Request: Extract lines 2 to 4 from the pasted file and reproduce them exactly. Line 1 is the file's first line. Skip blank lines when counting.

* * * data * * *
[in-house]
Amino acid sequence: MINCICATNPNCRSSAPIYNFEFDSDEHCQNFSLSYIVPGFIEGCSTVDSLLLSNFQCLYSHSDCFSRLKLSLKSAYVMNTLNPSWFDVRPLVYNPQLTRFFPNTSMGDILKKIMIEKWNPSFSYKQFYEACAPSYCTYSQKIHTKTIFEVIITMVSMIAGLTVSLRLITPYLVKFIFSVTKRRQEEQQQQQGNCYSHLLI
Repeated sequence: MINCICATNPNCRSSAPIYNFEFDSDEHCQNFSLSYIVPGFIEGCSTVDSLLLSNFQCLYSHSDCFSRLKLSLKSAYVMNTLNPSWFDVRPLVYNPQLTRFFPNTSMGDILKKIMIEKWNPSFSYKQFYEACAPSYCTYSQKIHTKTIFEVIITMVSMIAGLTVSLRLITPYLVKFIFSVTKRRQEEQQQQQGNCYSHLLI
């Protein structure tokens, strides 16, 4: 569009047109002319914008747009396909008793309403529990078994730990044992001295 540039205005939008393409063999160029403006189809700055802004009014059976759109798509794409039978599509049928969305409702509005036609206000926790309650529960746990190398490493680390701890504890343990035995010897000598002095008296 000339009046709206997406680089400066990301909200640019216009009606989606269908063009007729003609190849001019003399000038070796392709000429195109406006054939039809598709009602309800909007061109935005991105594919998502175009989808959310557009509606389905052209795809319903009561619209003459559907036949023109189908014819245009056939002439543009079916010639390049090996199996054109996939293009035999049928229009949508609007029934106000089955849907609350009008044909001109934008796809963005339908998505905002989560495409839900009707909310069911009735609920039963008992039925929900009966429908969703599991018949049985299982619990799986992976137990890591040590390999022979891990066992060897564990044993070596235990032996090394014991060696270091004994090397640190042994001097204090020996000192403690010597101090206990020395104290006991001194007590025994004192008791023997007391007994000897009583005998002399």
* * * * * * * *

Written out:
Amino acid sequence: MINCICATNPNCRSSAPIYNFEFDSDEHCQNFSLSYIVPGFIEGCSTVDSLLLSNFQCLYSHSDCFSRLKLSLKSAYVMNTLNPSWFDVRPLVYNPQLTRFFPNTSMGDILKKIMIEKWNPSFSYKQFYEACAPSYCTYSQKIHTKTIFEVIITMVSMIAGLTVSLRLITPYLVKFIFSVTKRRQEEQQQQQGNCYSHLLI
Repeated sequence: MINCICATNPNCRSSAPIYNFEFDSDEHCQNFSLSYIVPGFIEGCSTVDSLLLSNFQCLYSHSDCFSRLKLSLKSAYVMNTLNPSWFDVRPLVYNPQLTRFFPNTSMGDILKKIMIEKWNPSFSYKQFYEACAPSYCTYSQKIHTKTIFEVIITMVSMIAGLTVSLRLITPYLVKFIFSVTKRRQEEQQQQQGNCYSHLLI
């Protein structure tokens, strides 16, 4: 569009047109002319914008747009396909008793309403529990078994730990044992001295 540039205005939008393409063999160029403006189809700055802004009014059976759109798509794409039978599509049928969305409702509005036609206000926790309650529960746990190398490493680390701890504890343990035995010897000598002095008296 000339009046709206997406680089400066990301909200640019216009009606989606269908063009007729003609190849001019003399000038070796392709000429195109406006054939039809598709009602309800909007061109935005991105594919998502175009989808959310557009509606389905052209795809319903009561619209003459559907036949023109189908014819245009056939002439543009079916010639390049090996199996054109996939293009035999049928229009949508609007029934106000089955849907609350009008044909001109934008796809963005339908998505905002989560495409839900009707909310069911009735609920039963008992039925929900009966429908969703599991018949049985299982619990799986992976137990890591040590390999022979891990066992060897564990044993070596235990032996090394014991060696270091004994090397640190042994001097204090020996000192403690010597101090206990020395104290006991001194007590025994004192008791023997007391007994000897009583005998002399």